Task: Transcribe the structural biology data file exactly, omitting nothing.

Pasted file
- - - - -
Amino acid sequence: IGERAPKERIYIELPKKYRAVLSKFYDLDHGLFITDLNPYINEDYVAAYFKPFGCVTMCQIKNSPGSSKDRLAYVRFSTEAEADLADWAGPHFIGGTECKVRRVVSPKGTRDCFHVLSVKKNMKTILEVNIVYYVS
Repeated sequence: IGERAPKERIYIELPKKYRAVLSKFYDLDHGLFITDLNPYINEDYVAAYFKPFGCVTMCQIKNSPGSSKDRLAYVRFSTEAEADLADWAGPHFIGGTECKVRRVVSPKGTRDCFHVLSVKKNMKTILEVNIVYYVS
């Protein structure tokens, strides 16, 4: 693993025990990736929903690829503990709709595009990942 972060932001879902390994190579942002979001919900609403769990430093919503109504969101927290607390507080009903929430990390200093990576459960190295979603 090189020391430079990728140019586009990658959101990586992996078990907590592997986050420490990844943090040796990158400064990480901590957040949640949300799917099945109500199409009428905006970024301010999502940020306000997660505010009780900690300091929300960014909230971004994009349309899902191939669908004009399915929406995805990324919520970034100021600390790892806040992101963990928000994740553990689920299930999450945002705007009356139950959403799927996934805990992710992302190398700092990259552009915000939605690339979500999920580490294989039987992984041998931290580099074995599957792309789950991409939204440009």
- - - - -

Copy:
Amino acid sequence: IGERAPKERIYIELPKKYRAVLSKFYDLDHGLFITDLNPYINEDYVAAYFKPFGCVTMCQIKNSPGSSKDRLAYVRFSTEAEADLADWAGPHFIGGTECKVRRVVSPKGTRDCFHVLSVKKNMKTILEVNIVYYVS
Repeated sequence: IGERAPKERIYIELPKKYRAVLSKFYDLDHGLFITDLNPYINEDYVAAYFKPFGCVTMCQIKNSPGSSKDRLAYVRFSTEAEADLADWAGPHFIGGTECKVRRVVSPKGTRDCFHVLSVKKNMKTILEVNIVYYVS
């Protein structure tokens, strides 16, 4: 693993025990990736929903690829503990709709595009990942 972060932001879902390994190579942002979001919900609403769990430093919503109504969101927290607390507080009903929430990390200093990576459960190295979603 090189020391430079990728140019586009990658959101990586992996078990907590592997986050420490990844943090040796990158400064990480901590957040949640949300799917099945109500199409009428905006970024301010999502940020306000997660505010009780900690300091929300960014909230971004994009349309899902191939669908004009399915929406995805990324919520970034100021600390790892806040992101963990928000994740553990689920299930999450945002705007009356139950959403799927996934805990992710992302190398700092990259552009915000939605690339979500999920580490294989039987992984041998931290580099074995599957792309789950991409939204440009």